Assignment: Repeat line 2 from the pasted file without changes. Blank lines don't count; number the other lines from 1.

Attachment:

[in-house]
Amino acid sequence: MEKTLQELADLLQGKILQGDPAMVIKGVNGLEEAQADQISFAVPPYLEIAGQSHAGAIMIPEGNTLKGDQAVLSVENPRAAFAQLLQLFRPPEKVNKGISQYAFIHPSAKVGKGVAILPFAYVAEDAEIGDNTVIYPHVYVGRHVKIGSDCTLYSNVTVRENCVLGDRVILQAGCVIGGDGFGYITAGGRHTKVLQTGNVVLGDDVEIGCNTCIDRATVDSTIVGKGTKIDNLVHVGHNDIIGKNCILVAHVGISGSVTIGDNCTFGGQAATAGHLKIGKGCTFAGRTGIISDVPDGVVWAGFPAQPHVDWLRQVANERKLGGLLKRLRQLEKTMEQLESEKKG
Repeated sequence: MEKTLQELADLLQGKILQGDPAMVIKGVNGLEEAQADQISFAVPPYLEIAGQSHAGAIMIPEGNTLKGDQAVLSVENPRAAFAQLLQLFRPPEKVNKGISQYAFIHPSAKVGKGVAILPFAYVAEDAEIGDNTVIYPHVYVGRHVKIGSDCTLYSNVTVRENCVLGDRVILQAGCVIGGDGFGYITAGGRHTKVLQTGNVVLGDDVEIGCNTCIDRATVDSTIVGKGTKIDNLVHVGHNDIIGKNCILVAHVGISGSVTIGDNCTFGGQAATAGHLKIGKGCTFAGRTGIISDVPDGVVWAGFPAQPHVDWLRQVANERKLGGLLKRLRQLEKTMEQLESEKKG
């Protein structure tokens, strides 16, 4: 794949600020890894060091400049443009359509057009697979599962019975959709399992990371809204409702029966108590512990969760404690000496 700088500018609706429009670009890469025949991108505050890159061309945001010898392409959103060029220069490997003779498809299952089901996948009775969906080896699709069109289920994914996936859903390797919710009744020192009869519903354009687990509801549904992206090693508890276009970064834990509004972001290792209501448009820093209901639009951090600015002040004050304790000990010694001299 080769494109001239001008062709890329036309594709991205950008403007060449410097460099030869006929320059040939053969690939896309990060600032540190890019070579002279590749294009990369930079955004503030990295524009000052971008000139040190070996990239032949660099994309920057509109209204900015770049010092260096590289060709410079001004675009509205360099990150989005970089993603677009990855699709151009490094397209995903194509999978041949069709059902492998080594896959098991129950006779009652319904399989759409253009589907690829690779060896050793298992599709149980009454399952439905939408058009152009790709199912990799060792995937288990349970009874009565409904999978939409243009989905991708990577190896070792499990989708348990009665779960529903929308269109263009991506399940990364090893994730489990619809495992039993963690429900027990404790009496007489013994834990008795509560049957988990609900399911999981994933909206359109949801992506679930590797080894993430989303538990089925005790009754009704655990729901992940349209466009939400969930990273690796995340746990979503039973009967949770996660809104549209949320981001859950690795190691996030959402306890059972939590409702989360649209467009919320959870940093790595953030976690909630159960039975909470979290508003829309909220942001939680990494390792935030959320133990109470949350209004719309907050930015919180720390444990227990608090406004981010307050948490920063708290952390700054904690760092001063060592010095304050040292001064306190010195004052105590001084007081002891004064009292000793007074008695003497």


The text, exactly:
Amino acid sequence: MEKTLQELADLLQGKILQGDPAMVIKGVNGLEEAQADQISFAVPPYLEIAGQSHAGAIMIPEGNTLKGDQAVLSVENPRAAFAQLLQLFRPPEKVNKGISQYAFIHPSAKVGKGVAILPFAYVAEDAEIGDNTVIYPHVYVGRHVKIGSDCTLYSNVTVRENCVLGDRVILQAGCVIGGDGFGYITAGGRHTKVLQTGNVVLGDDVEIGCNTCIDRATVDSTIVGKGTKIDNLVHVGHNDIIGKNCILVAHVGISGSVTIGDNCTFGGQAATAGHLKIGKGCTFAGRTGIISDVPDGVVWAGFPAQPHVDWLRQVANERKLGGLLKRLRQLEKTMEQLESEKKG